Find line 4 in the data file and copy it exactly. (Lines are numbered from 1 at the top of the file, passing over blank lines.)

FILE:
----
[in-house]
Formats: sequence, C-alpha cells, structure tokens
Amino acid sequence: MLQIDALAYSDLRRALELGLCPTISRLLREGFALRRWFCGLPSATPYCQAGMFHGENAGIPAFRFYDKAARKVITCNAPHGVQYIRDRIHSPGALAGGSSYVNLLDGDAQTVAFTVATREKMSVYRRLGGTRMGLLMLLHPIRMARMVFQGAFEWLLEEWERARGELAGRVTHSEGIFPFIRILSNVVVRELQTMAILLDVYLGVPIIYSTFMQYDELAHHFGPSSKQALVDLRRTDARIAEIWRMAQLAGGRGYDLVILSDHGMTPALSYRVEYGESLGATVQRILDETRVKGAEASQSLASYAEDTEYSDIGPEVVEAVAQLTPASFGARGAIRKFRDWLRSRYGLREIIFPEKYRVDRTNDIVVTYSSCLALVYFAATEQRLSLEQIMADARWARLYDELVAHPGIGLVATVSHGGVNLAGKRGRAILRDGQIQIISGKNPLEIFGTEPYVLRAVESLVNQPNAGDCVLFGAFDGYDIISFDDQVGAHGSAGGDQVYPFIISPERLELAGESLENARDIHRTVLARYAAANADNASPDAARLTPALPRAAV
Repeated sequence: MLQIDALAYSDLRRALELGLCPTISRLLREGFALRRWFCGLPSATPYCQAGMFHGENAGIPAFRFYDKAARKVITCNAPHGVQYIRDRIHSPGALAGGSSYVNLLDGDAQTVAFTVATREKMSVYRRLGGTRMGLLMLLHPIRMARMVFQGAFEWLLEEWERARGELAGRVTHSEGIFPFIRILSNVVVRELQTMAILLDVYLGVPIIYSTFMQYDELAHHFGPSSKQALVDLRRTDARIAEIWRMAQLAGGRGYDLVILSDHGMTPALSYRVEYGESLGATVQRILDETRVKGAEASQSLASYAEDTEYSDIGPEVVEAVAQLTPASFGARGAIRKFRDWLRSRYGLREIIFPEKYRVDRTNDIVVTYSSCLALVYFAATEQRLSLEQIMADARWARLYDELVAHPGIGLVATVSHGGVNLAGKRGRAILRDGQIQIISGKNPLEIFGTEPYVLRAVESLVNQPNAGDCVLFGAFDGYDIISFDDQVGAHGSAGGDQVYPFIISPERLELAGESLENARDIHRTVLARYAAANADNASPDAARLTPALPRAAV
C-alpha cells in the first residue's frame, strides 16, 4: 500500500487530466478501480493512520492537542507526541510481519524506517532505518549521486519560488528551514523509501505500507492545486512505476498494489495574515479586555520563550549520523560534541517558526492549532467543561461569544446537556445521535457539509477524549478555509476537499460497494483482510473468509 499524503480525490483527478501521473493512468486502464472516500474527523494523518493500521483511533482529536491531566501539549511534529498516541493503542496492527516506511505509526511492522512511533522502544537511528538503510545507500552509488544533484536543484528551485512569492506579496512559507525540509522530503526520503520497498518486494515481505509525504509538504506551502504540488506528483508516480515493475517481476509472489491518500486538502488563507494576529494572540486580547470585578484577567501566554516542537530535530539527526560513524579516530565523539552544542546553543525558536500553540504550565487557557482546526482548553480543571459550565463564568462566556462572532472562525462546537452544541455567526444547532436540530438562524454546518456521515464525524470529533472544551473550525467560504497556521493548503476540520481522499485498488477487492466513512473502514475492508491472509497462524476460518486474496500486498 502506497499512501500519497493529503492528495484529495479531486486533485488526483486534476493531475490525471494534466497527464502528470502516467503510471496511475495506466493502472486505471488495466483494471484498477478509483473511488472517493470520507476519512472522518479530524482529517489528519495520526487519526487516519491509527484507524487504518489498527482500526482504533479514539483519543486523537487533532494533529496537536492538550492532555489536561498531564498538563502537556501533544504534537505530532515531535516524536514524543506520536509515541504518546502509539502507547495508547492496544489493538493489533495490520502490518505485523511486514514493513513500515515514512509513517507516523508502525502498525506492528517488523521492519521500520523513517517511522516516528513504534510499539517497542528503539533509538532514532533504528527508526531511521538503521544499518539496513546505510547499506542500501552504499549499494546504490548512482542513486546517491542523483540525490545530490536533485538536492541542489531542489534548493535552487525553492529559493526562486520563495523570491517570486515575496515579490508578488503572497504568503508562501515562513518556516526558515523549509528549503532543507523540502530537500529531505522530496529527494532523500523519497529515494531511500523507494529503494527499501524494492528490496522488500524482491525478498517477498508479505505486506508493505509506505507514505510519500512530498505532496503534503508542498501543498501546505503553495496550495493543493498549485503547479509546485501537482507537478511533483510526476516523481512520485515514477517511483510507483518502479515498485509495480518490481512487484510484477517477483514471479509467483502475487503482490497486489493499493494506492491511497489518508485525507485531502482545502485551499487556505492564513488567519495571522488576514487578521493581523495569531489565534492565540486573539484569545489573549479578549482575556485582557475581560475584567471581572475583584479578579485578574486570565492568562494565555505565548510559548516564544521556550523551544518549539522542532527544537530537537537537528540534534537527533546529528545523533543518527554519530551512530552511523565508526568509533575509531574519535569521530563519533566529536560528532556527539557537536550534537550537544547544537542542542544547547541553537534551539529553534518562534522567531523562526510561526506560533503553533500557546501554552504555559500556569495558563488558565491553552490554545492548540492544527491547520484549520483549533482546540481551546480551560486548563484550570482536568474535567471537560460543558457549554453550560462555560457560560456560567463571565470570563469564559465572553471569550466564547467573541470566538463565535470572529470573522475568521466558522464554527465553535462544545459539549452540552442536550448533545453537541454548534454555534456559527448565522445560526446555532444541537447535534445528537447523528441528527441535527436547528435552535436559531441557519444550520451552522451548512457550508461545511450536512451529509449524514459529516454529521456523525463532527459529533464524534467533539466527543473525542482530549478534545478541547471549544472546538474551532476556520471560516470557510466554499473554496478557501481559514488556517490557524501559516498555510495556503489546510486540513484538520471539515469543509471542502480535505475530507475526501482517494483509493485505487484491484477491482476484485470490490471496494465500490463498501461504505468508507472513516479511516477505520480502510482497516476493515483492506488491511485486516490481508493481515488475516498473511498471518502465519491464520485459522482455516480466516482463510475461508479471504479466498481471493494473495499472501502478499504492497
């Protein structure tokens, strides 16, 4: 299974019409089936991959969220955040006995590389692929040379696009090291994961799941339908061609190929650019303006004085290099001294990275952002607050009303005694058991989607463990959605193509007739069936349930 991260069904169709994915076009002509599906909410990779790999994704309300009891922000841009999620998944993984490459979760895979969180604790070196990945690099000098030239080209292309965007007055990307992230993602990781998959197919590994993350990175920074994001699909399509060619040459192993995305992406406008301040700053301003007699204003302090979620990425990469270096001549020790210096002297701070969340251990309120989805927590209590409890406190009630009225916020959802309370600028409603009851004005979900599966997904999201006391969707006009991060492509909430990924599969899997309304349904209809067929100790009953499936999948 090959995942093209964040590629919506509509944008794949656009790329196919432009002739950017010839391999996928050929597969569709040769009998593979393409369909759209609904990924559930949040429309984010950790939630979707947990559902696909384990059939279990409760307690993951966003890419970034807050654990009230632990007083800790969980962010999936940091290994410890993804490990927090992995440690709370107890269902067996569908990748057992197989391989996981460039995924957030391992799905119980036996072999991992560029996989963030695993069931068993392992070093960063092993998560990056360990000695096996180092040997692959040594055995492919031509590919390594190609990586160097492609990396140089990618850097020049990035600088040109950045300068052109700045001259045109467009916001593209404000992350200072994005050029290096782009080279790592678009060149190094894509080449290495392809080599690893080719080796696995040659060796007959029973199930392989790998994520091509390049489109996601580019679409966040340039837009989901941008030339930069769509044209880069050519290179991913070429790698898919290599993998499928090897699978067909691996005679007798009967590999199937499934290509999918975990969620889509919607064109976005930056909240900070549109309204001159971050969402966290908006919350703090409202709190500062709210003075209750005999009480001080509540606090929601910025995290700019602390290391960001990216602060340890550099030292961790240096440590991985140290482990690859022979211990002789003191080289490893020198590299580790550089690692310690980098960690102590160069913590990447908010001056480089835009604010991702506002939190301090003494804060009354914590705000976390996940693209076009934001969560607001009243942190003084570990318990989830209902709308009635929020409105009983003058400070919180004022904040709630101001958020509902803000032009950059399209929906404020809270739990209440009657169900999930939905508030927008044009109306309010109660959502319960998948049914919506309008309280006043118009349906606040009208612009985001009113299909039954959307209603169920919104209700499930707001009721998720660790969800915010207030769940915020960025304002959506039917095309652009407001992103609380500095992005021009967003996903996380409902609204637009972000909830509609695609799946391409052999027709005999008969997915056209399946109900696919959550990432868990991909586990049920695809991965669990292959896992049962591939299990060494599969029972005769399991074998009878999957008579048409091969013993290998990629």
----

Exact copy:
Repeated sequence: MLQIDALAYSDLRRALELGLCPTISRLLREGFALRRWFCGLPSATPYCQAGMFHGENAGIPAFRFYDKAARKVITCNAPHGVQYIRDRIHSPGALAGGSSYVNLLDGDAQTVAFTVATREKMSVYRRLGGTRMGLLMLLHPIRMARMVFQGAFEWLLEEWERARGELAGRVTHSEGIFPFIRILSNVVVRELQTMAILLDVYLGVPIIYSTFMQYDELAHHFGPSSKQALVDLRRTDARIAEIWRMAQLAGGRGYDLVILSDHGMTPALSYRVEYGESLGATVQRILDETRVKGAEASQSLASYAEDTEYSDIGPEVVEAVAQLTPASFGARGAIRKFRDWLRSRYGLREIIFPEKYRVDRTNDIVVTYSSCLALVYFAATEQRLSLEQIMADARWARLYDELVAHPGIGLVATVSHGGVNLAGKRGRAILRDGQIQIISGKNPLEIFGTEPYVLRAVESLVNQPNAGDCVLFGAFDGYDIISFDDQVGAHGSAGGDQVYPFIISPERLELAGESLENARDIHRTVLARYAAANADNASPDAARLTPALPRAAV